ROBERTO “Bobby” del Rosario, whose core business was fishing, has every reason not to be bothered by any property burst that might come in the country as he land banks and develops properties for use in his future businesses.
He soft opened Fisher Mall supermarket (called Fisher Foods) on Tuesday right at the problematic 2.4-hectare Pantranco Bus Co. property, which he bought for close to a billion pesos in recent years. Of this property, he developed only half for the five-storey Fisher Mall with reservations for other future projects in the hospitality industry.
He also bought another property in Malabon where he is putting up a second Fisher Mall. Construction is ongoing in this future mall, 66 percent the size of Fisher Mall 1 sitting in a 1-hectare property. The new mall is located along C4 Edsa Extension in front of Malabon City Square Mall.
In addition, del Rosario has put up a ship repair facility called Nautilus 1 right outside the Navotas Fish Port for the repair and maintenance needs of his fellow fishing businessmen. And he is putting up Nautilus 2, this time inside the Fish Port complex, which his peers are pleasantly anticipating as it gives them shorter turnaround time. Nautilus 2 is being eyed for launch early next year.
Del Rosario told The Manila Times that he buys properties only from the earnings and profits of his companies. He shies away from borrowing from local and foreign banks as this would be a nagging concern in his operations and would stress him physically.
“I have always—and this is what I teach my children—lived within my means so that I won’t bother myself with issues about loans and repayments,” del Rosario said.
Though he would not clearly say how much it took to put up Fisher Mall, the country’s only certified-green shopping mall, along Roosevelt and Quezon Avenues in Quezon City, some have estimated the development and construction costs to be not less than P1 billion. The mall itself was designed and executed by the world-renowned urban planner, Architect Felino Palafox Jr., who also writes a column for The Times.
Pursuing a dream
He said all his ventures have revolved around his dream of bringing low-priced fresh and live fish to the masses, since they “are the most sensitive to price fluctuations in food.”
“We keep pursuing our dream of delivering this kind of service to the community and generating employment for the communities we operate in,” del Rosario said.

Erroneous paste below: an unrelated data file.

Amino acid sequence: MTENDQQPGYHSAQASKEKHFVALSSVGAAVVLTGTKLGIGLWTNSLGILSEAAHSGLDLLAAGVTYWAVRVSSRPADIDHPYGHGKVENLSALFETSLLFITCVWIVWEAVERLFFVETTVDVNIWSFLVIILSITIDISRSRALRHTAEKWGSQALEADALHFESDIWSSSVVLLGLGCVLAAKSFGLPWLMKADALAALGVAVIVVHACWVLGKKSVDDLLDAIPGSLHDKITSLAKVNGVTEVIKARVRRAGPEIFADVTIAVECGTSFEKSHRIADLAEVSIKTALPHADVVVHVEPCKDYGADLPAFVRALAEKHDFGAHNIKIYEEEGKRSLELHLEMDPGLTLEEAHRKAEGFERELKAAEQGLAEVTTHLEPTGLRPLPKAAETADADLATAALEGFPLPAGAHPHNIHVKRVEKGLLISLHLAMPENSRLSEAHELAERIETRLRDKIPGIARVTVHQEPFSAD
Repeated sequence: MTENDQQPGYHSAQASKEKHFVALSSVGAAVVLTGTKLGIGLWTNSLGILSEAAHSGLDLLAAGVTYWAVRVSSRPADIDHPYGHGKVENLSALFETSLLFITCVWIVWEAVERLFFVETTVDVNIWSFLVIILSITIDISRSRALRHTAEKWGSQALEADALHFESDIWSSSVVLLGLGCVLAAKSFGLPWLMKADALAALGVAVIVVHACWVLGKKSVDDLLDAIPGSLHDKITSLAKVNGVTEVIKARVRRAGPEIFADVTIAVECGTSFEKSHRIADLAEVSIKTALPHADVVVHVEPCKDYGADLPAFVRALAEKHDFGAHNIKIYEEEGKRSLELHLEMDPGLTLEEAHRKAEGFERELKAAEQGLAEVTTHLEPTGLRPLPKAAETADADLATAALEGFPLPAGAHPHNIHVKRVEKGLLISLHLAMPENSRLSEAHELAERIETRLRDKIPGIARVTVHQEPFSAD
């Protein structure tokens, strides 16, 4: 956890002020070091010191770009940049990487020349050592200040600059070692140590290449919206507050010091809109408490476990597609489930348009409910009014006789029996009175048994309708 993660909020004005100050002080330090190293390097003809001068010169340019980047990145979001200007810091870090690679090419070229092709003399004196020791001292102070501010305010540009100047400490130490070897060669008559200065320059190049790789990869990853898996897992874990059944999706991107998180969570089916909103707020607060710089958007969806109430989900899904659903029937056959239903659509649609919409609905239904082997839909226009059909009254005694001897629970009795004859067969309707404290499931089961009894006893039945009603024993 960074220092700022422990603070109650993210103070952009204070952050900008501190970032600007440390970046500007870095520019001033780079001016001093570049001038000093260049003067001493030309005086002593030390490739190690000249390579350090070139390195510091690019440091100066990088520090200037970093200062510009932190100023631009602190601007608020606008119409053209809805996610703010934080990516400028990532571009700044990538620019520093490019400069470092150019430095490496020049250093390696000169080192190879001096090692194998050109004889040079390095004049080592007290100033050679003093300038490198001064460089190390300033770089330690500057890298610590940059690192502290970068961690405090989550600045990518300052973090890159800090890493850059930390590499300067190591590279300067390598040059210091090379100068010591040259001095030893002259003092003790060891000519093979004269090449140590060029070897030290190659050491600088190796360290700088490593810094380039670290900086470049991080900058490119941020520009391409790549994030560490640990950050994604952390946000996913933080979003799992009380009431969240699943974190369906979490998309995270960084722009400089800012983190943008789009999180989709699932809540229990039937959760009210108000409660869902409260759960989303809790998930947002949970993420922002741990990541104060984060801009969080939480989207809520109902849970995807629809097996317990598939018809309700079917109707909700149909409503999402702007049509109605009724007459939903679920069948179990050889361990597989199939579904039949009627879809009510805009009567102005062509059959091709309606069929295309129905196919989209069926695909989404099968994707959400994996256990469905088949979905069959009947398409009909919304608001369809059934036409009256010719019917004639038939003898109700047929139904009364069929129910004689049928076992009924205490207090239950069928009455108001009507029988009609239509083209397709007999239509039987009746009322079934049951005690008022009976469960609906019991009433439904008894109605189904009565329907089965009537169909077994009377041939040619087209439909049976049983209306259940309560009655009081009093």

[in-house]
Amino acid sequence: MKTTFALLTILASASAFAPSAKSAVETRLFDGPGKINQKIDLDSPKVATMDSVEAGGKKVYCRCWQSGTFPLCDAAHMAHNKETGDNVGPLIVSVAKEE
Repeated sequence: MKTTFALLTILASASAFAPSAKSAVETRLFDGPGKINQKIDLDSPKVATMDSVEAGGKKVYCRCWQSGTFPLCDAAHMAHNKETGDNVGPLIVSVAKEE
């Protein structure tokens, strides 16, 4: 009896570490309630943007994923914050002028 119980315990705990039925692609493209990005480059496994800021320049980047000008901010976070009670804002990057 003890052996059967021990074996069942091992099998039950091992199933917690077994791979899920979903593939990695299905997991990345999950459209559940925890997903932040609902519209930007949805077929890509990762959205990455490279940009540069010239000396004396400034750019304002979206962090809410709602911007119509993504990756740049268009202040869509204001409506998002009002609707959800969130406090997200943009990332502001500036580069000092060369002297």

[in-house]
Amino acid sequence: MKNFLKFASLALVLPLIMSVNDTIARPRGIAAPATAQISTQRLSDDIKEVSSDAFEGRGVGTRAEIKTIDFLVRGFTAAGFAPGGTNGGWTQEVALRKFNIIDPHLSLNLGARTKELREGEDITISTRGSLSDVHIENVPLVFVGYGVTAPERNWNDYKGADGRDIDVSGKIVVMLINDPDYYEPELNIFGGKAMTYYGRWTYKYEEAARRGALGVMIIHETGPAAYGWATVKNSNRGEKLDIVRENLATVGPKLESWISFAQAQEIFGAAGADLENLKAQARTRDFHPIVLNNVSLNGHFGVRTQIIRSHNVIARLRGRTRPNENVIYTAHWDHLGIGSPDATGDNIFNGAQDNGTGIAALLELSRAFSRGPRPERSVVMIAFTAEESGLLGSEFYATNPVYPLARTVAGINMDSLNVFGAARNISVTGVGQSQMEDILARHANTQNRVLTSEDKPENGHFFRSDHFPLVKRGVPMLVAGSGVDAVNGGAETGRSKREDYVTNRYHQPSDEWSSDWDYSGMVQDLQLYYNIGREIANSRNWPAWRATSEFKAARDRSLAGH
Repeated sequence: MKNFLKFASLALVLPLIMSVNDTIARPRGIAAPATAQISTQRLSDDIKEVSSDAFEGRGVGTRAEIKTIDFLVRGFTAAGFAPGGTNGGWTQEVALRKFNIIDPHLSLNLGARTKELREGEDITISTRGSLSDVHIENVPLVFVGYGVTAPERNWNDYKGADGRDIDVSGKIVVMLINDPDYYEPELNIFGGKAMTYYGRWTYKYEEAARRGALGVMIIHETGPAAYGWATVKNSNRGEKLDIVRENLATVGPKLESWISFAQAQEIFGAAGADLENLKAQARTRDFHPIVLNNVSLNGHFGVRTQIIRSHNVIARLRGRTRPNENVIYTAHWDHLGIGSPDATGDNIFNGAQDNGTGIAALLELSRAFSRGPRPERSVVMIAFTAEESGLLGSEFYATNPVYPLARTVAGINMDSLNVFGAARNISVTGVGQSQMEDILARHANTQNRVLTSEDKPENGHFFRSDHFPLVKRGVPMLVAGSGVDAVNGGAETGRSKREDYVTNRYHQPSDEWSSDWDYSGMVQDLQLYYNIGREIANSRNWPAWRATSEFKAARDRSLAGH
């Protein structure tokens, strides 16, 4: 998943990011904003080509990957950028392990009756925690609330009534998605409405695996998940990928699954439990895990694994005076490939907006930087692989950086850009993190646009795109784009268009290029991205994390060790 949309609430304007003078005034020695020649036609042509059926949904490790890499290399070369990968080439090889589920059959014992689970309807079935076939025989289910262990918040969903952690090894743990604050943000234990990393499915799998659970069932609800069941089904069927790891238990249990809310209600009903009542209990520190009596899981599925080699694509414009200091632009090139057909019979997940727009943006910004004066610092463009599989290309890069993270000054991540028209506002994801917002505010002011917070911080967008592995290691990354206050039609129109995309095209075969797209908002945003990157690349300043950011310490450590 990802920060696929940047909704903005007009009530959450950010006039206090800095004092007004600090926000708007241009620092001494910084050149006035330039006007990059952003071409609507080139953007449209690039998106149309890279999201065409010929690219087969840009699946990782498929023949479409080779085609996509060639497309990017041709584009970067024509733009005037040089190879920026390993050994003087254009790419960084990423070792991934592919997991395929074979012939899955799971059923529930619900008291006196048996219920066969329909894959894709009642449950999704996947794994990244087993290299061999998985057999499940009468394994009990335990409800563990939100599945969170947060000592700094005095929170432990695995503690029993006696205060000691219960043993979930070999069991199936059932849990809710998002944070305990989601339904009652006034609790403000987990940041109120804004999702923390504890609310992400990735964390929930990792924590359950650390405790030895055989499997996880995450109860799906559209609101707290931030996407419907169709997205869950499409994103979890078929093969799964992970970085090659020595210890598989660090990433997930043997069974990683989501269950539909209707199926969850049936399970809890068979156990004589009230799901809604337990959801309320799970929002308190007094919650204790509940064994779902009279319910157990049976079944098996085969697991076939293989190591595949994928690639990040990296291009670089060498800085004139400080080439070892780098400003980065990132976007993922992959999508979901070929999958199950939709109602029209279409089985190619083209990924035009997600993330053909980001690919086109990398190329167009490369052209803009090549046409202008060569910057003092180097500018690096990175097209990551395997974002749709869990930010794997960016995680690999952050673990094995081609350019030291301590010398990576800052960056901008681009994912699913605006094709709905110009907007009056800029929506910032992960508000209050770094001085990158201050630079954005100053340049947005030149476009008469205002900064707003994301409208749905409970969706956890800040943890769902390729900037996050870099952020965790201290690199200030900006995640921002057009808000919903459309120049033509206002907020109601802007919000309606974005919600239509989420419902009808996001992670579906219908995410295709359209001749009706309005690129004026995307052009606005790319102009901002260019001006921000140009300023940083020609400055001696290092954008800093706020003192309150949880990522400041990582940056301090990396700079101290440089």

He recalled that his first boat was acquired for P50 from his uncle, an Australian submarine chaser (World War II vintage) and this was beefed up shortly after by another antiquated fishing boat, again acquired P50 from his uncle.
Through diligence, hard work and thriftiness, he said, “we were able to grow our fleet to 100 fishing boats of varied sizes which are operating mostly in Palawan.”
He said the whole month of November, his Irma Fishing Co. lost a lot of money after Super Typhoon Yolanda “because of the undercurrents that drove away the fish.”
He said that his mission of bringing fish to people of Malabon, next-door neighbor of the Navotas Fish Port, who can’ t even buy fresh fish at wholesale prices on retail markets.
Irma Fishing is able to supply Metro Manila markets fresh fish year-round because it operates its fleet even at a breakeven just to keep the employees earning even during the lean fishing season of October to February.
Del Rosario said that he noticed that his fortunes are getting better after he deliberately shifted his fishing methods from trawler (an ecologically hazardous technique as it scrapes the seabed) to purse seiners (which makes use of strong lights to attract the fishes in the ocean to the nets), and found that his small contribution to benefit the environment was actually his blessing as well.
During his largely-fishing days, he also went into ice production (Fish Port Ice Plant) supplying the vendors of the Navotas Fish Port (he supplies 70 percent), then to landbanking, shipyard (Nautilus 1 and then Nautilus 2 by January 2014).